Images at 37 GHz (e.g., Paul) can also lead to accurate position estimates of eyes and eyewalls. However, there are sometimes ambiguities between deep precipitating convection and the surface of the ocean in uncorrected images at 37 GHz. In the context of Tropical Cyclone Paul, we demonstrated how a PCT correction could eliminate this difficulty. Using the 37-GHz PCT color combination technique, the ice scattering signal from the precipitating eyewall aloft appeared pink. The cloud/rainwater signal from the low-level eyewall appeared cyan. The 85-GHz color product showed precipitation-sized ice particles (red) and a large eye aloft. The 37-GHz color product, on the other hand, showed hydrometeors near or below the freezing level, and a smaller eye near the surface. This is consistent with the observation that in mature tropical cyclones the diameter of the eye increases significantly with height (Jorgensen, 1984; Marks and Houze, 1987). A second influence on eye size and shape is the parallax effect, which produces dislocation and stretching over convective precipitation features.
The 37-GHz channel has two main disadvantages that limit its usefulness in discerning storm eyes. Infrequently, circulation centers are simply too small to be seen in TMI 37-GHz images, owing to the instrument's relatively coarse footprint size. Second, scattering from intense convection over the central eyewall region of a storm can be mistaken as a large eye in uncorrected 37-GHz images. At other times, the center position can be misdiagnosed because nearby convection distorts the appearance of the cloud/rain spirals. Fortunately, PCT processing can help to remove the interpretation difficulties based on this problem.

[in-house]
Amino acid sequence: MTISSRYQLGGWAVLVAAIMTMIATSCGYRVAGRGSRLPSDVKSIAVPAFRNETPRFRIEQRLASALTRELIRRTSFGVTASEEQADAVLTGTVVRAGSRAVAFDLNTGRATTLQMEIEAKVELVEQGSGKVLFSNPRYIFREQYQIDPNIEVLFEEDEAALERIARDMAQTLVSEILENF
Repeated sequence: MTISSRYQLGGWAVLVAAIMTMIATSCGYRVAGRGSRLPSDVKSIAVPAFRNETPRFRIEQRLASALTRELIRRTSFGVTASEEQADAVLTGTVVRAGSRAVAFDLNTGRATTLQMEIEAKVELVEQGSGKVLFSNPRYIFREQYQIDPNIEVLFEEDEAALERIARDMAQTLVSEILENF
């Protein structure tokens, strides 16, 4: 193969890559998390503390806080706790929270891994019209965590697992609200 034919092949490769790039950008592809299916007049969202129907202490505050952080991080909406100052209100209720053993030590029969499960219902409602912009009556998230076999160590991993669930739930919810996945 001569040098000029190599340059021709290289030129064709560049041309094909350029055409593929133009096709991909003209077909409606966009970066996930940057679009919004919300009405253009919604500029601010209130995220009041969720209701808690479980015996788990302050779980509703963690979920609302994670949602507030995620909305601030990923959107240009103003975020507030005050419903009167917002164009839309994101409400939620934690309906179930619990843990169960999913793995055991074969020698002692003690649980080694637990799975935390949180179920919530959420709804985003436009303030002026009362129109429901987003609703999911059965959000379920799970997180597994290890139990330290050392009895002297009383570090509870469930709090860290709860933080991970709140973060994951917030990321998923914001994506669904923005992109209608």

After the success of the TRMM mission, the prospect for continued use of lower-frequency passive satellite microwave radiometry for tropical cyclone reconnaissance is bright in the near future. The Advanced Microwave Scanning Radiometer (AMSR) improves on the SSM/I heritage with dual-polarized channels ranging from 6.9 to 89 GHz. The polar-orbiting AMSR-E is currently flying on the Earth Observing System (EOS) Aqua satellite with a 1.6-m dish. Its swath width is similar to that of the SSM/I (1445 km), but the large dish will allow instantaneous fields of view similar to the TMI (14 km × 8 km at 37 GHz and 6 km × 4 km at 85 GHz). Thus, it will support images of 37 GHz similar in quality to the figures shown in this paper. The AMSR flown on the Advanced Earth Observing Satellite-II (ADEOS-II) is nearly identical to the AMSR-E but it has a 2.0-m dish and two additional channels to better sense the lower troposphere.